Important COVID-19 Updates: Office Guidelines | Vaccine and Pregnant Women

Wednesday, July 3, 2019

Miscarriages take both a physical and emotional toll on a woman’s health

Anne Vaillant, CNM

Woman sitting on a rock by the beach
Miscarriages are far more common than many people realize. In fact, up to 20 percent of pregnancies end in miscarriage, defined as the loss of a fetus before the 20th week of pregnancy (after 20 weeks, it is called a stillbirth). Just because they are common, however, does not make them easy.

Most miscarriages occur before the seventh week of pregnancy. This means that you may miscarry before you even realize you are pregnant and think you are just having a heavier than normal period. But if you know you are pregnant or are further along in the pregnancy, a miscarriage may feel like a devastating loss.

Physical experience
Typically, most miscarriages, especially those early in a pregnancy, do feel like a heavy period, including cramping and discomfort. The duration is typically longer, as it can take a few days to a few weeks for the body to clear the uterus.

Physically, this is a very important part of the process. In order to resume your normal menstrual cycle and for your overall health, we need to make sure the miscarriage is complete. Sometimes this means allowing nature to take its course; other times, we may prescribe medication to move things along, or recommend dilation and curettage, commonly called a D&C, a procedure in which we gently remove the contents of the uterus. There are several factors we consider with you before recommending how to proceed.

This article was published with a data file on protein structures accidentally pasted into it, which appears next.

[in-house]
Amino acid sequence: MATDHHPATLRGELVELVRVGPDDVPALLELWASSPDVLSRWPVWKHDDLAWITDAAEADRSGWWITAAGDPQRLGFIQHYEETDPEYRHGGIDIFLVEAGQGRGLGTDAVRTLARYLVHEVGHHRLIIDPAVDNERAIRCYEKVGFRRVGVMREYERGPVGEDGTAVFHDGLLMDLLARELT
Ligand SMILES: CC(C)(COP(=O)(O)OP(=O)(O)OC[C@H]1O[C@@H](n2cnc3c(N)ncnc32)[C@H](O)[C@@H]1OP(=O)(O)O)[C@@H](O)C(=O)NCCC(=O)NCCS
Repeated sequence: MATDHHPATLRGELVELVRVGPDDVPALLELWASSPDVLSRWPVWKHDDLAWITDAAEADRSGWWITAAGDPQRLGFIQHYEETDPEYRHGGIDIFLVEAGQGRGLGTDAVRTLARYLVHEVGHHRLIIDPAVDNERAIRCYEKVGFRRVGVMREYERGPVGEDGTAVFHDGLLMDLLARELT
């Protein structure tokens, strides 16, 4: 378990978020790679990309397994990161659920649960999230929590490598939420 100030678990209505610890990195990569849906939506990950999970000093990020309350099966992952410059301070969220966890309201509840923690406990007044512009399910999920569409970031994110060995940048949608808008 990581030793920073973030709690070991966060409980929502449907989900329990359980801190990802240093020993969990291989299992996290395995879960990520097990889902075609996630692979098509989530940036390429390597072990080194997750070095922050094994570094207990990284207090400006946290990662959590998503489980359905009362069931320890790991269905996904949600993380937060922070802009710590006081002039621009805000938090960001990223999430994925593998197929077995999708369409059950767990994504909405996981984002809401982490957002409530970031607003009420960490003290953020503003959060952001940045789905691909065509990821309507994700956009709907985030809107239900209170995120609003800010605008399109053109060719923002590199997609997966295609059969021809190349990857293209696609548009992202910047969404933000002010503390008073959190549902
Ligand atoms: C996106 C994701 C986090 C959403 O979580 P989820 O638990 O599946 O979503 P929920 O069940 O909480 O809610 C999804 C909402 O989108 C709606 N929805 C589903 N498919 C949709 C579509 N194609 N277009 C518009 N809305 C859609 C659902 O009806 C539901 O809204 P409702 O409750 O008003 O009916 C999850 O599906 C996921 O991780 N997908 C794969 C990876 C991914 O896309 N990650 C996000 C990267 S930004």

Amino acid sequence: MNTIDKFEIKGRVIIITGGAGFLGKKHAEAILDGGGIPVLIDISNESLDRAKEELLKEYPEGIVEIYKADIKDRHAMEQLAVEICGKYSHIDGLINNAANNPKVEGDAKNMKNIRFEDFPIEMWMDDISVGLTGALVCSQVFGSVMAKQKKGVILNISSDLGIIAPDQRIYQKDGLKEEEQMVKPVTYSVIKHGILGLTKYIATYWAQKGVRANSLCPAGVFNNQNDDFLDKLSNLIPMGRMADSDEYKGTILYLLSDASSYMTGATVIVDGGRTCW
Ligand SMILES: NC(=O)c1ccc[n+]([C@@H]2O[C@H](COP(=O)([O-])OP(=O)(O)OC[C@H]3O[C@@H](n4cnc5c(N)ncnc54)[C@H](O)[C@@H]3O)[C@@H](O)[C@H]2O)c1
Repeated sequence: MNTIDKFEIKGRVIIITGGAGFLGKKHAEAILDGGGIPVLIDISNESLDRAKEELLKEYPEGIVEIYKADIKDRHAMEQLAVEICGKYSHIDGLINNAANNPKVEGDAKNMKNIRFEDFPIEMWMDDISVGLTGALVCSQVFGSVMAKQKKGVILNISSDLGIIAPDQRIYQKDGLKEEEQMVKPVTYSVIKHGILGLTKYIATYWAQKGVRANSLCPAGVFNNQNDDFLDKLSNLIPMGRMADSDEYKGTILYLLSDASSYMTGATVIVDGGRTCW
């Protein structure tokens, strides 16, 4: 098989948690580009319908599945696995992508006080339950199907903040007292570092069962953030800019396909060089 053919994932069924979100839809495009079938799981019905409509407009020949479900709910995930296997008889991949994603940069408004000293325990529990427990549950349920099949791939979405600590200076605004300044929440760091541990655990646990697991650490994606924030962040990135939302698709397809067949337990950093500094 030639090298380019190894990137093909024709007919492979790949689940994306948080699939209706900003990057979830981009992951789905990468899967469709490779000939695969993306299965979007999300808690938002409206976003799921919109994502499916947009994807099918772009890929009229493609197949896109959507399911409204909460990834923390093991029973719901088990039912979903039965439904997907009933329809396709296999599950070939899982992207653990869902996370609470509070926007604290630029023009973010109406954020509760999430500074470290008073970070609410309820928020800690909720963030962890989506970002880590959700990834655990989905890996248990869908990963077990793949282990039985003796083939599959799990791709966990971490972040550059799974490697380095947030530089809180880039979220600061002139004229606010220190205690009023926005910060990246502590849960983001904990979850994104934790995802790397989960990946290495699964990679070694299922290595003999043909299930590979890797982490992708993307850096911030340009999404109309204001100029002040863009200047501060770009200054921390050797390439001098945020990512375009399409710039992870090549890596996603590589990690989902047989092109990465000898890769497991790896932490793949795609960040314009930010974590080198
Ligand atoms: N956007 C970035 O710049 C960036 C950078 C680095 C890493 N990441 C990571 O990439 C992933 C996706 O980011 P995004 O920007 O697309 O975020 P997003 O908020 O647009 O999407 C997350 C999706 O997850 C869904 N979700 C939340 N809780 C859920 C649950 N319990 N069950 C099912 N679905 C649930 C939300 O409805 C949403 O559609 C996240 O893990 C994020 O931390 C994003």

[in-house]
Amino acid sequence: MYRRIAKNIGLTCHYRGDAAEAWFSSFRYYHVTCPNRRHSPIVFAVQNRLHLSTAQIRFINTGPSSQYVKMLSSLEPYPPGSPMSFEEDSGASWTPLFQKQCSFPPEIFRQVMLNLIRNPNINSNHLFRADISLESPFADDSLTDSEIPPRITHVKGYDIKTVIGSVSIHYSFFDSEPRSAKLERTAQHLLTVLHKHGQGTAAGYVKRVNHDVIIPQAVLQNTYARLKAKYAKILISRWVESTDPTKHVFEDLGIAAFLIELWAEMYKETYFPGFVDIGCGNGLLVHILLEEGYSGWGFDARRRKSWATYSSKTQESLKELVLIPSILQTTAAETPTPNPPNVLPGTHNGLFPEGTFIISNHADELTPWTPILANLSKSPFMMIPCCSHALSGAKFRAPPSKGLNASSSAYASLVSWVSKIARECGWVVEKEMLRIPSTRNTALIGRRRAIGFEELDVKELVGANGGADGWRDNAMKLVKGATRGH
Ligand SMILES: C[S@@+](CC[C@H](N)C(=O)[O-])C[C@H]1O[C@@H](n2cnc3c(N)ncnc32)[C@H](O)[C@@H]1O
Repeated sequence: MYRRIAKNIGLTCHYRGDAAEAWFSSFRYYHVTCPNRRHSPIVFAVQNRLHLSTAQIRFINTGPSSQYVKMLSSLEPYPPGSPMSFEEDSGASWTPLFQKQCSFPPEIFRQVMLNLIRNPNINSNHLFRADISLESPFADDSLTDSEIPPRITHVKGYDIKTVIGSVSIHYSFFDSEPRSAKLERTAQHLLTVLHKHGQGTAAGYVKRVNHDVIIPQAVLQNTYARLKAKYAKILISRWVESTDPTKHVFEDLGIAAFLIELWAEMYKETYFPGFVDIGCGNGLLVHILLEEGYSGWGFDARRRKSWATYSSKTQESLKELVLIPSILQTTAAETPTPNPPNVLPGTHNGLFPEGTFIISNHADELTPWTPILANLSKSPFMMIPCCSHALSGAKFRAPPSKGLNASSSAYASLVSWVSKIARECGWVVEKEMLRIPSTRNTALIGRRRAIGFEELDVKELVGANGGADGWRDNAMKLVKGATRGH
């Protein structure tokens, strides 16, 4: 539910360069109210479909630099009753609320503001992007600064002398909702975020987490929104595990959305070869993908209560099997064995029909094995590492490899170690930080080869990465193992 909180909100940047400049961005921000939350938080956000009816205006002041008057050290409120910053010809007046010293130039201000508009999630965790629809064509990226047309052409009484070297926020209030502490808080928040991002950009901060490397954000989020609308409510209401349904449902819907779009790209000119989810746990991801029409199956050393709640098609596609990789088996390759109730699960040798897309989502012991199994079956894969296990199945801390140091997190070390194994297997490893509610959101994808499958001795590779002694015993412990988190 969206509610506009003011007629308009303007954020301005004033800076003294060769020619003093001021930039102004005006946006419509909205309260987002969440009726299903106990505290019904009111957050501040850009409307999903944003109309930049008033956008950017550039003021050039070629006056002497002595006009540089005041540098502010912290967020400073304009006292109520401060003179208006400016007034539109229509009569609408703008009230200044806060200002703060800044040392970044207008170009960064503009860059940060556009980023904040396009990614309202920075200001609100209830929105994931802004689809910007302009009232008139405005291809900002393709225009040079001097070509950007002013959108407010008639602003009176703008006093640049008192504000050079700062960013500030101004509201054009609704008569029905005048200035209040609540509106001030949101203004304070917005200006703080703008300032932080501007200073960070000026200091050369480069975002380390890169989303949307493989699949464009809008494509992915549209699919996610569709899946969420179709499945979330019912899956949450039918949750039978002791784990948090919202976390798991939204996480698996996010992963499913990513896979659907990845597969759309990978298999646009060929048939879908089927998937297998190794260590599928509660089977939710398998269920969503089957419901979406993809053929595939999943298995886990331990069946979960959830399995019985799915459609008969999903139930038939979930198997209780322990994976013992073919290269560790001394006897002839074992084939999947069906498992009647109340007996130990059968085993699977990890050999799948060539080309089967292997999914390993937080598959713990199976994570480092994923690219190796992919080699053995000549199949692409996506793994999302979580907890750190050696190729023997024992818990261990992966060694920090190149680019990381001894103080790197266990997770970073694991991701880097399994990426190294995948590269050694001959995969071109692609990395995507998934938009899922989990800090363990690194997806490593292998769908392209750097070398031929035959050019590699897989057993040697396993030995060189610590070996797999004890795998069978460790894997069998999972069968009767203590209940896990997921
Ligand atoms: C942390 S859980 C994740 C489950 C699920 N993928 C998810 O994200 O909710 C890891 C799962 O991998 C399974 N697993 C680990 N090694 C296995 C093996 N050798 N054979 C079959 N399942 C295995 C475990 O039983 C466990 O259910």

If you’ve miscarried, we’ll typically advise you to avoid strenuous activity, intercourse, and insertion of anything into the vagina, such as a tampon, for a couple weeks afterward. We’ll want to see you for a follow-up appointment a few weeks after the miscarriage, or sooner if you experience signs of an infection including excessive bleeding or abdominal pain, fever and chills, or a foul-smelling discharge.

If you have a D&C, it may be possible to tell the miscarriage happened. Even if this is not the case, a miscarriage or two is not a sign in and of itself that you can’t successfully carry a pregnancy. If you experience multiple miscarriages without a clear cause, we can run tests to determine if there is an underlying issue.

Emotional experience
Beyond the physical outcome of a miscarriage, you can expect a range of emotions, including denial, anger, guilt and depression. It’s normal to undergo all the stages of the grieving process, even if the pregnancy wasn’t planned. Every woman experiences this loss differently. There is no one way or right way to feel. The passing of time often helps, but if you find yourself struggling with depression, let us know as we may be able to help or provide a referral for counseling.

The good news is that most of the time, having a miscarriage does not indicate a problem with your ability to carry a pregnancy to term. Often, women experience a loss between other perfectly healthy and successful pregnancies.